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Teaching my AI component

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I want to create a component that will eventually be able to control an object in a game. To teach it how to control the object, I control that object my self, with the AI Component in the learning state. I am new to this AI stuff and this is my first attempt at the subject. What kind of AI do I need for this job. You can assume that the controlled object may range from an ant to a target-seeking missile.

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Welcome to assisted machine learning.

If I understand your problem, you want a machine that will learn, given an object state S, what action A to pose. That falls into the regression problem.

There are a lot of techniques you can employ for that. They all (to my knowledge) imply defining a model (be it a simple polynomial), then finding the parameters of that model (that is the actual regression)

I'll give you three ways to do regression.

The Simple Way: Use a simple, direct non-linear regression technique such as Levenberg-Marquart. You can find all theory and good implementations on the web.

The Way I would advise: Check out Support Vector Machines for Regression. Very solid theory, rather easy to use, very good results according to the numerous papers I read.

The popular way: Most people will probably tell you to use Neural Networks. I advise against it, though.

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Quote:
Original post by Steadtler
If I understand your problem, you want a machine that will learn, given an object state S, what action A to pose. That falls into the regression problem.


Just to add a slightly perturbed perspective...

If the action space of the object to be controlled is discrete, then you can view the learning problem as one of classification with supervised training.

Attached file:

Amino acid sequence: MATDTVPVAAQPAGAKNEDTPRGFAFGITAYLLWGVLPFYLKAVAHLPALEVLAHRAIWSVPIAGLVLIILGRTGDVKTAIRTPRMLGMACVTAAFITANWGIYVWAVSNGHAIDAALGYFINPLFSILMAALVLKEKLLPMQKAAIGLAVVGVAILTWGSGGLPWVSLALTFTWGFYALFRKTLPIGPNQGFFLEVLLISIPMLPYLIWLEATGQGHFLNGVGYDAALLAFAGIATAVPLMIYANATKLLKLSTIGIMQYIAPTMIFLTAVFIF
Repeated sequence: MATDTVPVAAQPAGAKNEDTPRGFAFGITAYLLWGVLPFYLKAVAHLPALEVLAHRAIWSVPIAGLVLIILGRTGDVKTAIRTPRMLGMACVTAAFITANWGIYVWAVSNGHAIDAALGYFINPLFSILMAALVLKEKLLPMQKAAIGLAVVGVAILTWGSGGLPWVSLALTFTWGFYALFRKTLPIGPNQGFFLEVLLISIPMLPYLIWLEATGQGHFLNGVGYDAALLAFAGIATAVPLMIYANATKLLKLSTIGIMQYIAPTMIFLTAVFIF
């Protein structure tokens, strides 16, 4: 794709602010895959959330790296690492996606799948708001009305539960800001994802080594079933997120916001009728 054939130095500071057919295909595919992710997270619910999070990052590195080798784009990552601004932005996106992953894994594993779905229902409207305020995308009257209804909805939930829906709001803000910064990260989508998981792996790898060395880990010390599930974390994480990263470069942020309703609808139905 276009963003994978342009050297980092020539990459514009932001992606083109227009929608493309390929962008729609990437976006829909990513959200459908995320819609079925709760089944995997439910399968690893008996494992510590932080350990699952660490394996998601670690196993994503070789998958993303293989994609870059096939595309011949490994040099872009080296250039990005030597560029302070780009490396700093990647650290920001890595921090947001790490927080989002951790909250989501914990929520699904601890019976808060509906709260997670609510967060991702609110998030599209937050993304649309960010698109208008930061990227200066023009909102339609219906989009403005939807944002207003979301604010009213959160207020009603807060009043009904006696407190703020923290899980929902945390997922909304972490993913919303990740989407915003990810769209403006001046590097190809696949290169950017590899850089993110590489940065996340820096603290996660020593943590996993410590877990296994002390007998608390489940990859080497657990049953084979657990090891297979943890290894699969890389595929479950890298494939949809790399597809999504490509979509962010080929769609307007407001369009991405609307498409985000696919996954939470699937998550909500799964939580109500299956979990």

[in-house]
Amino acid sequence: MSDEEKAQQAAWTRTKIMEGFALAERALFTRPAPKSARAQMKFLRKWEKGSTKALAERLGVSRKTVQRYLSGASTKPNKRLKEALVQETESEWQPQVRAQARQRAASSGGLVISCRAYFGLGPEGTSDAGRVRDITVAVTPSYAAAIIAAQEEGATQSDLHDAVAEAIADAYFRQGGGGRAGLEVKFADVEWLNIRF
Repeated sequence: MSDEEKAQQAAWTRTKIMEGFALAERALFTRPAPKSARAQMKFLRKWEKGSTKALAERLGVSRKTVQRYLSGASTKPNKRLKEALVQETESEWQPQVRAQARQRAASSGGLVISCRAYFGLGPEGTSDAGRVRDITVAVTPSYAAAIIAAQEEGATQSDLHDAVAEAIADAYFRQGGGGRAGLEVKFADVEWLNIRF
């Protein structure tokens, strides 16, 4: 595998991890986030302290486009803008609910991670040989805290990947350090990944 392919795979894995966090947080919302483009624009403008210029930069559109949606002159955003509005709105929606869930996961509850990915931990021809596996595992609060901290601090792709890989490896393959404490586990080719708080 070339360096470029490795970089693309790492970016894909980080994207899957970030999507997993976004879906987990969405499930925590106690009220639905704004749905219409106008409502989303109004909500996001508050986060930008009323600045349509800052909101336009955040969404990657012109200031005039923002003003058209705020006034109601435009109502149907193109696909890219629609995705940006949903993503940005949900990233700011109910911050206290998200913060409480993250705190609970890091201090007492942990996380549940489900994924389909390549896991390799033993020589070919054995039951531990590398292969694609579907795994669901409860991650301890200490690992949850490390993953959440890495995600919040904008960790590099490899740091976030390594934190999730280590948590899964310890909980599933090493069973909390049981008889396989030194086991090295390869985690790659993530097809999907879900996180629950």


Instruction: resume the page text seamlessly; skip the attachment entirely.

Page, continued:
Whether the problem space is discrete or continuous, you're trying to learn a relationship between states S and actions A. I agree with Steadtler that regression approaches are usually very appropriate for such problems. However, you'll also find that in machine learning there are a variety of techniques that don't obviously look or sound like regression, but which give a comparitive result. For instance, Decision Trees. So using 'regression' as the basis of a search of the literature is more likely to lead you toward statistical regression, rather than machine learning (but that might be what you want for some of your objects).

I'd recommend grabbing an introductory book on machine learning and starting there. Then, refine your literature based on the approaches you think are best for the objects you want to control and the complexity of the control problems.

Cheers,

Timkin

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meh, you know Im no good with formal terms :)

Timkin's right, of couse. I excluded the classification techniques because of the target-seeking missile example. Now I think I was partially wrong: Tracking a target would be difficult to pose as a classification problem, but choosing the target to track definetly falls into that category!

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